The effects of a surgeon’s expressive style are the subject of Ambady’s recent study with Wendy Levinson, a physician at the University of Chicago Medical School, and others. Could thin-sliced observations of a doctor relating to a patient “postdict” past malpractice suits against that doctor? To answer this question, they chose a different mode of nonverbal behavior than facial expressions and physical gestures, Ambady says. “One channel that most people aren’t able to control and don’t pay a lot of attention to—and that’s thought to be ‘leaky’ of intentions or feelings—is the voice.”
Ambady pared down Levinson’s audio data from 114 surgeon-patient interviews to thin slices of two 10-second sound clips per doctor. She then narrowed the input further by removing the sound frequencies necessary for word recognition. As a result, her judges heard no verbal content, only the tone of a doctor’s voice. “We were really amazed,” she recalls, “because we found that with just 20 seconds of each doctor’s voice, you could postdict malpractice claims. For instance, surgeons who sounded more unfeeling or dominant were more likely to have been sued in the past. This is very interesting, because it feeds into lay stereotypes about surgeons as being cold and uninterested in people—and it turns out that doctors who fit that stereotype are more likely to be sued.”
Medical schools may try to train physicians-to-be in good bedside manners, but Ambady is dubious about such coaching. “If you’re multitasking or under stress, you tend to revert to your mean, whatever your average behavior is,” she says. Besides, “People are very good at picking up the meaning underlying behavior. Someone could smile, make eye contact, and shake your hand, and you could think, ‘Oh, this person’s faking it.’ We have this intuitive radar.”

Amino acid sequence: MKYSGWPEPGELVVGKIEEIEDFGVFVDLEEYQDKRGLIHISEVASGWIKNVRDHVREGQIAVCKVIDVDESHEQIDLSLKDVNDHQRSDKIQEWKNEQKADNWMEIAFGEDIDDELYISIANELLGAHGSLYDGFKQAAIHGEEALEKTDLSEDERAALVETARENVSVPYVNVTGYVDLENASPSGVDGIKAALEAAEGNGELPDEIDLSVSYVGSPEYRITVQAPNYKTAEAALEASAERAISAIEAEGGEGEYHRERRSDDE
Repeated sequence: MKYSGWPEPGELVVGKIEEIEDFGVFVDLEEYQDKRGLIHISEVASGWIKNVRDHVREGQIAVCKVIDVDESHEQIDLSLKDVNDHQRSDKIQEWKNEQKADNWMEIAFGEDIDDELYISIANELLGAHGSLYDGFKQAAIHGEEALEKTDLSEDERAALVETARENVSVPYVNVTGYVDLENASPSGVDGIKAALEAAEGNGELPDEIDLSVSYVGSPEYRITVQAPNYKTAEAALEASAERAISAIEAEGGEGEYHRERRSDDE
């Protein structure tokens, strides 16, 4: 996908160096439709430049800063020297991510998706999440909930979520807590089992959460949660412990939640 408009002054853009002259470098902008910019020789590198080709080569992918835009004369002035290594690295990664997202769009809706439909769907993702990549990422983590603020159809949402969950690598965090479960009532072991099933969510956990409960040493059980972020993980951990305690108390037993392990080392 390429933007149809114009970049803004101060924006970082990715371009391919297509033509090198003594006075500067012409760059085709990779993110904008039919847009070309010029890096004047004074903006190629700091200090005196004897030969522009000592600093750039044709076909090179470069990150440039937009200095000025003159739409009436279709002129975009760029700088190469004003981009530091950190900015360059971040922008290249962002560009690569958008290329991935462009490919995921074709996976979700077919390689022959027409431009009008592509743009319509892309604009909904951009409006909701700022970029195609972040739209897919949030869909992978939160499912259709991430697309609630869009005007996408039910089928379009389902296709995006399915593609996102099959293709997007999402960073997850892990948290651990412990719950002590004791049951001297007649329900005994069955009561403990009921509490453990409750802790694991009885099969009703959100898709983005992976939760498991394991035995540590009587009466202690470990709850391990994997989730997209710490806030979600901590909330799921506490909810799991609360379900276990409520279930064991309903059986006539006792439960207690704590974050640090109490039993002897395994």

Ambady’s research pinpoints when that radar works and when it doesn’t. Whereas accurate analytic judgments depend on careful reflection, “thin-sliced judgments” suffer under such scrutiny. “If I tell people, ‘I want you to write down every reason why you’re making these judgments,’ then that completely stifles and inhibits accuracy,” she explains. “These thin-sliced judgments are like riding a bicycle—if you start paying attention to every move you’re making, you’re going to fall off.”
Despite the remarkable accuracy of some impressions, “I don’t want the message to get out that I think that all first impressions are right,” Ambady says. “There are times when it is very dangerous to make these first-impression-type judgments, especially when using stereotypes.” First impressions clearly have other limits as well. “I don’t think you can pick up the deeper layers of the onion,” she notes. “If you think of the human personality as consisting of different layers, it’s the outer layers—extroversion and warmth and expressiveness—that people can pick up. It would be pretty hard to pick up intelligence or creativity. People claim that you can, but I think the jury’s still out on that.”